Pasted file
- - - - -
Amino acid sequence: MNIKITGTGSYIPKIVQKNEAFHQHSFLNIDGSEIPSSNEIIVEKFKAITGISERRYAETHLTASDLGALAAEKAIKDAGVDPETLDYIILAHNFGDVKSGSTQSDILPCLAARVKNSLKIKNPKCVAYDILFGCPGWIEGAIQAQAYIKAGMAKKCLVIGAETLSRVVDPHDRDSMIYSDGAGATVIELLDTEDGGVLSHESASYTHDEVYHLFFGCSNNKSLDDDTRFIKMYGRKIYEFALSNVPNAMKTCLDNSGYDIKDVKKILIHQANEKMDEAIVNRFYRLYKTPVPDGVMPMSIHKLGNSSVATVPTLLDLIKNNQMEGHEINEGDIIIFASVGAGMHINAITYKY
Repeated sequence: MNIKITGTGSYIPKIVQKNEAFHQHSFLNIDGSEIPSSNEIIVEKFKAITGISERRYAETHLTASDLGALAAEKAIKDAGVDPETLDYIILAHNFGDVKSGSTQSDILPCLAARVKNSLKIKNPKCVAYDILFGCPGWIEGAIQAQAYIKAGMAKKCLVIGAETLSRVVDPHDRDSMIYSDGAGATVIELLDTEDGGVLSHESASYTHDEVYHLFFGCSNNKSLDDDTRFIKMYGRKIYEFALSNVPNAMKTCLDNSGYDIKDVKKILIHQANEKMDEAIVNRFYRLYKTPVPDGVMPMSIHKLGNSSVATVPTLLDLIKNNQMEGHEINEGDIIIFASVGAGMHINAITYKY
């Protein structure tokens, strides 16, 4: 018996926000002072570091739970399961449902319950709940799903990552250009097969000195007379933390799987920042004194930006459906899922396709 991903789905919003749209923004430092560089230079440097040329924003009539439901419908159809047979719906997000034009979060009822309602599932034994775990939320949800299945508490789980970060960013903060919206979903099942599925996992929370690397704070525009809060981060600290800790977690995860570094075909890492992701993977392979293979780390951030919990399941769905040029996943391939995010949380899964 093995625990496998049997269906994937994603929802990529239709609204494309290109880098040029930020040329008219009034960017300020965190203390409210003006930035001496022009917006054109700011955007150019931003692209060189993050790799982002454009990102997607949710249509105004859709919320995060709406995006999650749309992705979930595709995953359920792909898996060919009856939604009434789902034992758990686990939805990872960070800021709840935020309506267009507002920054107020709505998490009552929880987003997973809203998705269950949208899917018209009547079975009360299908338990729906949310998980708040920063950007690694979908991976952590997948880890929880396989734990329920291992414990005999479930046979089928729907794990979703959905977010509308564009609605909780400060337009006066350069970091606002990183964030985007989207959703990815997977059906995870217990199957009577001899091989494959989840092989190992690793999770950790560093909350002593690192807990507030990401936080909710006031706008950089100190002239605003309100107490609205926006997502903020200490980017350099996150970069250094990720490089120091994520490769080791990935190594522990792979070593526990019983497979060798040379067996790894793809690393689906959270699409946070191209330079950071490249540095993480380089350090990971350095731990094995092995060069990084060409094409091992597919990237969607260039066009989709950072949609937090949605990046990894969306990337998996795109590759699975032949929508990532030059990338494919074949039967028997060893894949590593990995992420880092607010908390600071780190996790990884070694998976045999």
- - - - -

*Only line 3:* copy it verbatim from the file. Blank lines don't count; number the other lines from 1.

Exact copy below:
């Protein structure tokens, strides 16, 4: 018996926000002072570091739970399961449902319950709940799903990552250009097969000195007379933390799987920042004194930006459906899922396709 991903789905919003749209923004430092560089230079440097040329924003009539439901419908159809047979719906997000034009979060009822309602599932034994775990939320949800299945508490789980970060960013903060919206979903099942599925996992929370690397704070525009809060981060600290800790977690995860570094075909890492992701993977392979293979780390951030919990399941769905040029996943391939995010949380899964 093995625990496998049997269906994937994603929802990529239709609204494309290109880098040029930020040329008219009034960017300020965190203390409210003006930035001496022009917006054109700011955007150019931003692209060189993050790799982002454009990102997607949710249509105004859709919320995060709406995006999650749309992705979930595709995953359920792909898996060919009856939604009434789902034992758990686990939805990872960070800021709840935020309506267009507002920054107020709505998490009552929880987003997973809203998705269950949208899917018209009547079975009360299908338990729906949310998980708040920063950007690694979908991976952590997948880890929880396989734990329920291992414990005999479930046979089928729907794990979703959905977010509308564009609605909780400060337009006066350069970091606002990183964030985007989207959703990815997977059906995870217990199957009577001899091989494959989840092989190992690793999770950790560093909350002593690192807990507030990401936080909710006031706008950089100190002239605003309100107490609205926006997502903020200490980017350099996150970069250094990720490089120091994520490769080791990935190594522990792979070593526990019983497979060798040379067996790894793809690393689906959270699409946070191209330079950071490249540095993480380089350090990971350095731990094995092995060069990084060409094409091992597919990237969607260039066009989709950072949609937090949605990046990894969306990337998996795109590759699975032949929508990532030059990338494919074949039967028997060893894949590593990995992420880092607010908390600071780190996790990884070694998976045999």